Archive for November, 2008

Dementia

We learned so much in school about older people and dementia, but I have to say, it was quite the shock to go visit my grandmother and have her say to me, “you look so familiar, but I can’t place where I know you from.”  I was just floored.  I know she has Alzheimer’s, and I know it is progressive, but I was so shocked that she didn’t know who I was that I became dumbfounded and speechless.  I stammered for what must have been 2 minutes and ended up abruptly changing the topic.

November 25, 2008 at 10:53 pm 19 comments

OT and Online Professional & Social Networking

There has been an ever-growing presence for occupational therapy on the Internet.  Social and professional networking amongst occupational therapy practitioners has been the subject of presentations at conferences, blog posts, articles, and more.  Several months ago, OT Practice had a CEU article on social networking.

In the most recent issue of OT Practice, Karen Dobyns, a student occupational therapist finishing up her fieldwork rotations, wrote an excellent article titled ‘Enhancing Practice through Online Social Networking.’  She writes about how posting stories, questions, or insights about occupational therapy creates a permenant record that can then be seen by others.  Therefore, if someone else has a question that you might have asked, it can be easily found with a search on the Internet.  Collaborating and sharing online also helps one grow professionally and clinically.  I’d like to say thank you to Karen for including my blog in your list of blogs that you shared in OT Practice.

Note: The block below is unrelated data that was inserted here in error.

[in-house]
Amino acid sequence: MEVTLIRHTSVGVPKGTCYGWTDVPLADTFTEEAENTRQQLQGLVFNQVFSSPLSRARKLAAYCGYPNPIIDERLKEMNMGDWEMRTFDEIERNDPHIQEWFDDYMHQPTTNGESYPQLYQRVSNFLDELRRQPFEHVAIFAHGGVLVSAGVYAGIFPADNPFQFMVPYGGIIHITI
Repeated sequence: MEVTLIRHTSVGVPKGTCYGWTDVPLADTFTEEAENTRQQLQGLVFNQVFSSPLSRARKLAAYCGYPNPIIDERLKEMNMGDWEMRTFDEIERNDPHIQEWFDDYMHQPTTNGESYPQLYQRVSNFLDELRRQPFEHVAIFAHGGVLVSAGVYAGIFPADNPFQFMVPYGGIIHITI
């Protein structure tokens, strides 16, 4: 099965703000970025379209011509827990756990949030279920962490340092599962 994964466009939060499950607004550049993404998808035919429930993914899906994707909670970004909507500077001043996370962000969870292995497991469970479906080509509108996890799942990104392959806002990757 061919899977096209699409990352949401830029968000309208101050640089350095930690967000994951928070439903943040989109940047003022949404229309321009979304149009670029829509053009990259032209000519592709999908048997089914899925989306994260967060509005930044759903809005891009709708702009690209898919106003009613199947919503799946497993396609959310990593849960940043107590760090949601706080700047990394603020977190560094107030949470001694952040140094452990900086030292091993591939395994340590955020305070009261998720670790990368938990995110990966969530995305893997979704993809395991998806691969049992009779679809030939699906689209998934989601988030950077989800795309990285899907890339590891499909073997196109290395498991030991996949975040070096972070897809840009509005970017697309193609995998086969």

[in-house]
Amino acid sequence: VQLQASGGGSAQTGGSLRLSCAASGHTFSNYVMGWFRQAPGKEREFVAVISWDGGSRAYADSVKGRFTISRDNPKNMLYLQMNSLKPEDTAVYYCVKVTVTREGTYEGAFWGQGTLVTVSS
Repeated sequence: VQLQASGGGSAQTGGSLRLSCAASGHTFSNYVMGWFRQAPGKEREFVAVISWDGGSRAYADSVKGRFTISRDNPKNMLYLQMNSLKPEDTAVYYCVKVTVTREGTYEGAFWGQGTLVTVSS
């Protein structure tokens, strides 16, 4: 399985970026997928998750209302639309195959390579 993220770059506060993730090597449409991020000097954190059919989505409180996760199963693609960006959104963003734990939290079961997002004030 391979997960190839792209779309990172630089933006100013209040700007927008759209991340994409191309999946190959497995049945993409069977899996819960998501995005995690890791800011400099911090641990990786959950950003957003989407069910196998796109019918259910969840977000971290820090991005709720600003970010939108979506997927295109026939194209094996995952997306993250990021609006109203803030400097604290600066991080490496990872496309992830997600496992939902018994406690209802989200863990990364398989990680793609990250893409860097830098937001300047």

The AOTA has made a strong push into the online world by actively engaging others in most of the social networking medias, such as YouTube, Facebook, MySpace, Twitter, Flickr, and Plurk.  Today, the AOTA has launced their own social networking media, called OT Connections.  Similar in layout to MySpace and Facebook, it allows occupational therapists to add friends, post blogs and pictures, and truly collaborate with fellow therapists. It also allows you to have access to the listservs.  What makes it truly great is that you do not have to be an AOTA member to sign up and benefit from the website.  They have made it open to any occupational therapist (or other professional) that would like to join.  I strongly encourage you to join.  On the first day alone, they already have more than 80 members!  Once again, here is the website.

November 18, 2008 at 11:03 pm 36 comments

Would a splint be contraindicated in this case?

We all know that one of the purposes of splinting by occupational therapists is for joint protection and to preserve function and range of motion.  I have blogged before about my experience with fabricating below knee amputation (BKA) splints, used to preserve knee extension for being able to fit orthoses at a later date.

Sometimes, however, I wonder if a patient really needs the splint.  For example, I once had a 85 year old patient who had severe Alzheimer’s dementia, was completely bedbound at a nursing home at baseline and had a BKA due to gangrene.  While normally I would make a splint, I wasn’t sure that it was indicated in this case.

First, the patient was bedbound at baseline, and therefore an unlikely canditate for a prosthetic.  Second, a patient is very likely to develop skin breakdown and sores from a splint if the splint schedule isn’t adhered to, or frequently monitored.  Third, splints aren’t generally the most comfortable things.

Providing a splint would not increase or improve quality of life, and so it would seem to me that a splint would not be indicated in this case for the reasons listed above.  What are your thoughts?

November 17, 2008 at 8:09 pm 22 comments


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